What forms of evidence are admissible in court?

If you studied LLB, you will be familiar with the subject called “Law of Evidence”. This legal subject relates to the rules which regulate how facts are proved in court. The purpose of these rules, together with the rules of the law of procedure, is to ensure a fair trial for each party.

The chances to succeed in a court case (primarily trials) often depends on the  presentation of relevant evidence in court. A lawyer’s case is often only as strong as the available evidence. All evidence may be admitted in a court case, but not all evidence will be admissible. Objections can be raised, and the court may rule, to prohibit or strike certain evidence, if it is inadmissible according to the Law.

The following statutes include rules relating to court evidence:

• The Civil Proceedings Evidence Act 25 of 1965

• The Criminal Proceedings Act 51 of 1977

• The Law of Evidence Amendment Act 45 of 1988

• The Electronic Communications and Transactions Act 25 of 2002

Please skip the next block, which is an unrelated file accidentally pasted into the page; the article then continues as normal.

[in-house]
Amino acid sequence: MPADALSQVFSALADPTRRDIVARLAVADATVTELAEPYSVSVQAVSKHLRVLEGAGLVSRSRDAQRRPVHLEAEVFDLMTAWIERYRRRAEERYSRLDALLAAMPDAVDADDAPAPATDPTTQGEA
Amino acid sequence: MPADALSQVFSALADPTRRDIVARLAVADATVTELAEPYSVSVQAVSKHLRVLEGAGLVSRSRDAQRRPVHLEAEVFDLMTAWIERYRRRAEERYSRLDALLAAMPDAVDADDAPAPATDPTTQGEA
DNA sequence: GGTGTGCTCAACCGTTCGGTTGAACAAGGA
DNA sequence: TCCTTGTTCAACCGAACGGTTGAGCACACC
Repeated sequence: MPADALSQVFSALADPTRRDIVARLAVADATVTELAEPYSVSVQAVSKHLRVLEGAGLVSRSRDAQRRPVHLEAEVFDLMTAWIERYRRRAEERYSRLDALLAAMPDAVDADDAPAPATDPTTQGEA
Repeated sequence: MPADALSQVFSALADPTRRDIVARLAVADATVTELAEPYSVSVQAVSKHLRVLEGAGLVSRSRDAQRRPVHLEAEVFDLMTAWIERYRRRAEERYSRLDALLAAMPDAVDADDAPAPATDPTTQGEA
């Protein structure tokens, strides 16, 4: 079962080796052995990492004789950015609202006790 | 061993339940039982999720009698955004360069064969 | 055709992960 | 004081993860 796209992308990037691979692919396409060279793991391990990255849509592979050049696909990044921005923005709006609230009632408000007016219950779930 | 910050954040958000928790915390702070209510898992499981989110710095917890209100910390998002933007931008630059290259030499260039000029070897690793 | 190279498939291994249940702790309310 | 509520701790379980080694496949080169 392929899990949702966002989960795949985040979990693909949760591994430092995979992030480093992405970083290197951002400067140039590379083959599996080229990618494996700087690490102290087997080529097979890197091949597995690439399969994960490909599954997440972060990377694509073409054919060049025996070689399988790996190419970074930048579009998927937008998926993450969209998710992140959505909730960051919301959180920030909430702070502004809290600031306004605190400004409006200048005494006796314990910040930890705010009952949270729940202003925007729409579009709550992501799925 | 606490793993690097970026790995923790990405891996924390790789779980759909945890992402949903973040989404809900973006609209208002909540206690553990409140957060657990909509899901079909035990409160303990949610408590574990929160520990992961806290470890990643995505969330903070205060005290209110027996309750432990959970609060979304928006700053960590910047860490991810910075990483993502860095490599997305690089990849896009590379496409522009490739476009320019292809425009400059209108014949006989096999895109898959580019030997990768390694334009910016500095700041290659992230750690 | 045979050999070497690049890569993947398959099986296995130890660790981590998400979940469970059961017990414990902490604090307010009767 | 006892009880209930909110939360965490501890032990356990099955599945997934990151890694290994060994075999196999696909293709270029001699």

•The Criminal Law Amendment Act 32 of 2007

Evidence is presented in different forms to court, including via oral evidence (like told by a witness under oath), documents (eg affidavits), real evidence (eg forms of objects or visit to a specific place), electronic evidence (eg emails, text messages etc) and circumstantial evidence.

The deciding factor whether evidence is admissible or inadmissible is primarily whether the evidence is relevant to the case or not.

Examples of evidence which may be inadmissible are as follows:

1. Character evidence relates to evidence of the person’s natural tendency to act a certain way. Character evidence is often inadmissible as it is usually irrelevant to the facts of the case and likely to prejudice the court.

2. Hearsay evidence refers to evidence of something which the witness has not personally observed or experienced. It involves a testimony of something heard from others who themselves are not witnesses in court.

3. Except for the opinions of expert witnesses, a witness’ opinion regarding the facts of a case is inadmissible and will boil down to speculation.

4. Privileged information, for example information shared between a client and a legal practitioner, is not admissible.

5. Evidence which were obtained by infringing another’s constitutional right could be inadmissible, depending on whether it is likely to lead to an unfair trial or will be detrimental to the administration of justice.            

(Source: Beginner’s guide for Law Students, Fifth Edition 2021 – Kleyn, Viljoen, Zitzke, Madi)


Leave a Reply